A Traveler and his Cat exploring America.

Saturday, February 28, 2015

American Gothic

From the Archives - Iowa 2012

Seeing the covered bridges of Madison County (yesterday's post) was one thing but I really enjoyed being able to see the house featured in the famous painting by Grant Wood.
You couldn't go into the house for someone lives in it presently,

but they do have a very nice visitors center next door.

Now does the house seems familiar?

 This is an interesting read if you wish to do so.
Click on the images to enlarge and read easier.

 The two people used for the painting.  
At least read the The Models for the Painting in the above sign.
Still grumpy after all those years.

Friday, February 27, 2015

Covered Bridges of Madison County

From the Archives - Iowa, 2012

There once were 19 covered bridges in Madison County, Iowa, only 6 remain today.  You can pay $50 for a two-hour guided tour of the bridges but it is more fun to search them out on your own.  One can pick up a free map from the Chamber of Commerce in Winterset which is pretty well centrally located among them all. One we didn't go to for it wasn't motor home friendly getting to it and another was clear across the county away from our intended direction of travel.  
Most of the six bridges were used in some way or another 
in the movie by that name starring Meryl Streep and Clint Eastwood.

Pretty amazing the engineering in the construction of these covered bridges.

Some goober wanted his picture taken on the bridge.

Thursday, February 26, 2015

At the Hospital

Took a friend to the hospital yesterday for an operation.  This sign greeted us at admissions.

Since I was taking an interest in reading it, I was asked if I had been there. 
 "You couldn't pay me enough to go there.  Even if you include free airline tickets, accommodations and all meals provided."  They laughed and left me alone after that.
Why would I even consider?

Wednesday, February 25, 2015


Geo-caching is a game/sport where using GPS coordinates you search out these hidden boxes. They can be hidden anywhere; cities, parks, mountain tops, wilderness areas, war zones, you name it.  It is a world-wide pastime with a website where you can gather information and share your experiences.  I don't play it.  I don't have a GPS.  I doubt I could follow it's directions either.  Inside the little box is a notebook so you can log in your GPS name and write a few words about your experience in locating the cache.  People sometimes leave little trinkets in the box for others.

One day years ago, by pure dumb luck, I stumbled upon this one hidden in a clump of Redwood trees far from any established trail in my next door State Park.  I've been up this way numerous times and you think I could find it again?  Nope! I was really beginning to think someone swiped it.  Ah but yesterday I looked some more and there it was hidden beneath a couple slabs of bark.  The last entry was a week ago, and before that was a year ago.  Not many come this way it seems.

And, the first of the wildflowers are starting to show in the park.  I doubt they will do well.  We are currently trapped beneath this dome of high pressure for weeks keeping any of the Pacific rain storms away.  The last several days have been nothing but gusty high winds.  Everything is so dry, even the air.  It is so lacking in moisture (the air that is) the humidity level is barely at 20%, (normal should be twice that much) it feels like desert air.  You feel it in your nose and throat.  Not good.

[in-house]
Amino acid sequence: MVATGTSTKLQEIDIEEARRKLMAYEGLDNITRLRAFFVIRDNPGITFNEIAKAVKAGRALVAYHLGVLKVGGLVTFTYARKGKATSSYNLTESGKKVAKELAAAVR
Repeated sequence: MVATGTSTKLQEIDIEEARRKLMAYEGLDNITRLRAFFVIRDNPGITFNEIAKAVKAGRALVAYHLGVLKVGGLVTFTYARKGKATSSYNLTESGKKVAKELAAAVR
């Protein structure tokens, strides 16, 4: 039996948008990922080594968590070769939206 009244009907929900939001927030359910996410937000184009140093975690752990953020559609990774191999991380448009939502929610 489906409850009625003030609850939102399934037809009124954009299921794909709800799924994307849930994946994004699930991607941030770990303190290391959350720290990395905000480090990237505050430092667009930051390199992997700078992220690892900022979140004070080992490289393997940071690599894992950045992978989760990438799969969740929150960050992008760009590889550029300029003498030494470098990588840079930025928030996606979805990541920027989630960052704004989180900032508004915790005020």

Tuesday, February 24, 2015

Native American Life

From the Archives - Arizona, 2012

Hopi Indian Pottery Shards

From 1290 to 1400 A.D. one of the largest Hopi Indian settlements was on this land. It consisted of two settlements of 4-5 villages. The two settlements were approximately 5 kilometers apart and had as many as 1100 and 1200 rooms respectively.  It makes you wonder how such a desolate land could support so many people but back then it probably looked a whole lot different than it does now.

Monday, February 23, 2015

Enjoying the Hot Arizona Desert Sun

From the Archives - Arizona, 2012

Working on that tan.

Oops, need some tanning oil and that shoulder.


Sunday, February 22, 2015

Trailer Trash

From the Archives - 2012

This is one of my better finds for the Trailer Trash series 
I would run after each of our yearly cross-country trips.
I cannot help but think all of the wonderful adventures it must have had back in the 60's or so.
Now it is abandoned along some lonely stretch of road in some state, I have forgotten which.

Saturday, February 21, 2015

The Longest Straight Road in America

From the Archives - Oklahoma, 2012

Laying claim to having the longest absolutely straightest road is always a contest between several states, but it is generally accepted that Hwy 412 east of Guymon, Oklahoma pretty much is it at 47.7 miles.  West of Guymon the highway continues on for 65.5 miles and is just as straight or so it seems.  At any rate, North Dakota's claim of 123 miles for Highway 46 fails for there is a slight kink in it somewhere along the way leaving only 31 miles of perfect straightness thus disqualifying it.